If you are a diabetes patient who has struggled to manage your condition over the years, you know the promise new medications can hold. Newer drugs with novel modes of action can mean additional options for you, especially if existing medications have proven ineffective or lost efficacy over time.
But is the latest “breakthrough” medication the best way to go for you? New medications can have very different risks, potential side effects and interactions with other drugs or food products than existing ones. Even your physician’s office may not necessarily be aware of all of these. Retail pharmacists may not have the disease-specific focus to best serve patients with chronic illnesses.
The Right Counseling
Specialist pharmacists can provide the counseling you need and help you make sense of the risks and benefits.
Moving from a therapy that has a well-understood mechanism of action to a drug that has a novel way of working means that patients need to pay close attention to any changes in your condition, your reaction to the medication and any potential side effects.
Specialist pharmacists like myself in the Express Scripts Diabetes Therapeutic Resource Center (TRC) talk to dozens of patients every day who have questions about these medications and other disease-specific questions. Patients often want to know if a new medication is right for them. Will it prove more effective long term? Are there side effects or risk factors? How is the new medication different from existing medication?
The Latest in Diabetes Treatment
The newest medications in diabetes treatment are a class of drugs known as sodium glucose cotransporter 2 inhibitors, which were developed from a substance discovered in the bark of apple trees more than 100 years ago.
SGLT2 medications have a novel mode of action from other existing diabetes treatments. Rather than inducing the pancreas beta cells to produce more insulin – as older medications do – SGLT2 medications work in the kidneys. They reduce the reabsorption of sugar through the kidneys resulting in more sugar being eliminated from the body and lowering blood sugar levels.
This can help lower sugar levels in the body and also promote moderate weight loss, a beneficial side effect for those with diabetes because data shows that more than two-thirds of patients with diabetes are also overweight or obese.
Understand the Risks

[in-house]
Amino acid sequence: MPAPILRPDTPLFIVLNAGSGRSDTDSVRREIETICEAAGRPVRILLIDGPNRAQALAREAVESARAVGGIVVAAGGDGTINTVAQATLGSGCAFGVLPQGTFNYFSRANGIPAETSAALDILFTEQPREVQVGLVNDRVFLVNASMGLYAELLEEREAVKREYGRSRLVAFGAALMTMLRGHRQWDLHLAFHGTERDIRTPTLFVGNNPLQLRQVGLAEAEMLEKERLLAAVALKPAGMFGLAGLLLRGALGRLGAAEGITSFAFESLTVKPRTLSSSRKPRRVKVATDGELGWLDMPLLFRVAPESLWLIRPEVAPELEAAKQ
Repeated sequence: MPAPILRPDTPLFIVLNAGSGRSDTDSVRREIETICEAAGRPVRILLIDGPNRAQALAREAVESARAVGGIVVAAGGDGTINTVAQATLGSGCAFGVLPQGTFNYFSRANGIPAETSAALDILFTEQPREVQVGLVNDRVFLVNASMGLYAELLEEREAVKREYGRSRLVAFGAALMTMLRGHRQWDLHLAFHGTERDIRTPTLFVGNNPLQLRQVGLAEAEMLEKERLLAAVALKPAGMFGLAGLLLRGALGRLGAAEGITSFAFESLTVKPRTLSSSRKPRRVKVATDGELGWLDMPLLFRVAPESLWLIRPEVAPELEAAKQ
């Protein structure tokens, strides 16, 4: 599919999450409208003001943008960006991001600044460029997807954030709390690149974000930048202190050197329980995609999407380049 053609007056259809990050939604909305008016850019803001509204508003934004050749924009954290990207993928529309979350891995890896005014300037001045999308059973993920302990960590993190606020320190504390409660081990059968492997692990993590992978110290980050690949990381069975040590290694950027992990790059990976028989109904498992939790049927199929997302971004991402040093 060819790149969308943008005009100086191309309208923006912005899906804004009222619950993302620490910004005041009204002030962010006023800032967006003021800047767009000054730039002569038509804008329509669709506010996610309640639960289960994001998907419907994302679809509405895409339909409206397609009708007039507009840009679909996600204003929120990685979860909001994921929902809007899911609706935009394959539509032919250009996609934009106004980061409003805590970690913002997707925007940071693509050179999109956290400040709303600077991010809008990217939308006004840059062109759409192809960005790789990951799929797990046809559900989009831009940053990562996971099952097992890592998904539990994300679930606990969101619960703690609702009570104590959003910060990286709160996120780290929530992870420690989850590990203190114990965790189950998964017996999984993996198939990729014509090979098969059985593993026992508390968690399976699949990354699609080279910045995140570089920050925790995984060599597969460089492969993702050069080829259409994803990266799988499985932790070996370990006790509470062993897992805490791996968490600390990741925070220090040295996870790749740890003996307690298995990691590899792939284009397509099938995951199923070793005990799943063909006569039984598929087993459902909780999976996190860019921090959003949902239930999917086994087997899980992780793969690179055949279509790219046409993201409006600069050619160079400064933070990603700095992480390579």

However, like any strong medication, SGLT2 inhibitors may have side effects, including:
- Increasing bad cholesterol (the important ratio of bad to good cholesterol remains the same)
- Elevated potassium levels
- Yeast infections of the genitals and urinary tract and increased urination (the most common adverse reactions are easily treatable)
Knowing when to take your medications and being aware of potential drug interactions are also important. SGLT2 medications should be taken in the morning before the first meal of the day, so that the drug is in the bloodstream when it is needed and because it is likely to increase urination. Patients who are on a blood pressure medication or a strong diuretic (water pill) should be especially careful of increased dizziness and drink a lot of water for the first month.
Adherence Is Key
Of course, no medication is effective unless it is taken as the doctor prescribed. Every skipped dose can cost a patient, both financially and in health outcomes. Not taking your medications as prescribed is the most expensive condition facing America, as it opens the door to the possibility of life-altering complications that might otherwise be avoided.
If patients have questions, they should talk to a specialist pharmacist.
The specialist pharmacists in the Diabetes TRC have the advanced clinical training and communication skills to provide counseling that guides patients in making better healthcare decisions. In addition, specialist pharmacists help prescribers tailor treatment regimens to each patient’s needs to improve adherence, safety and efficacy while reducing costs.
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